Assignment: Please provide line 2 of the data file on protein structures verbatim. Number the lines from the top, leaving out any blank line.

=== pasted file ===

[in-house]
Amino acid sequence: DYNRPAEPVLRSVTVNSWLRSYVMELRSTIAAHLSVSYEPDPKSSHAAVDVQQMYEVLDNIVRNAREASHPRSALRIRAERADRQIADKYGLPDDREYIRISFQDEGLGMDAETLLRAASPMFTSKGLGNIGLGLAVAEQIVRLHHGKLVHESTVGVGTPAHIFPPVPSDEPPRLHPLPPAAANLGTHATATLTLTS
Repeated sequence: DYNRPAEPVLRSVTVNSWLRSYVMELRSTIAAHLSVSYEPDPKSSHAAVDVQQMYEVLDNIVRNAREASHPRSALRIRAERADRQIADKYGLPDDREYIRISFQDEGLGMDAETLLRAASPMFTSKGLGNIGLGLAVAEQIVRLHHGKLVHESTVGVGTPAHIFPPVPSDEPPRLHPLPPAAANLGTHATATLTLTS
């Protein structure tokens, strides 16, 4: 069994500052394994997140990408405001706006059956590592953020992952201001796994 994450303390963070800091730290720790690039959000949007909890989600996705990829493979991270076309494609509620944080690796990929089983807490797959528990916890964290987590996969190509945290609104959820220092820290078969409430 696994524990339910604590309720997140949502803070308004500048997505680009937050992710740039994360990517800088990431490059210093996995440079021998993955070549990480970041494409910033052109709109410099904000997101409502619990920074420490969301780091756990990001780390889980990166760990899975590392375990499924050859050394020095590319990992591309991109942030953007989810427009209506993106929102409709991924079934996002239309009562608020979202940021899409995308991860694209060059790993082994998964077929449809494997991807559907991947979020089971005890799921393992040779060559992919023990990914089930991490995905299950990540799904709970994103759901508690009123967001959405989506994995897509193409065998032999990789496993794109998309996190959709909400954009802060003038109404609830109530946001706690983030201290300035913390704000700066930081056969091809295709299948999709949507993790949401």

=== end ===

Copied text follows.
Amino acid sequence: DYNRPAEPVLRSVTVNSWLRSYVMELRSTIAAHLSVSYEPDPKSSHAAVDVQQMYEVLDNIVRNAREASHPRSALRIRAERADRQIADKYGLPDDREYIRISFQDEGLGMDAETLLRAASPMFTSKGLGNIGLGLAVAEQIVRLHHGKLVHESTVGVGTPAHIFPPVPSDEPPRLHPLPPAAANLGTHATATLTLTS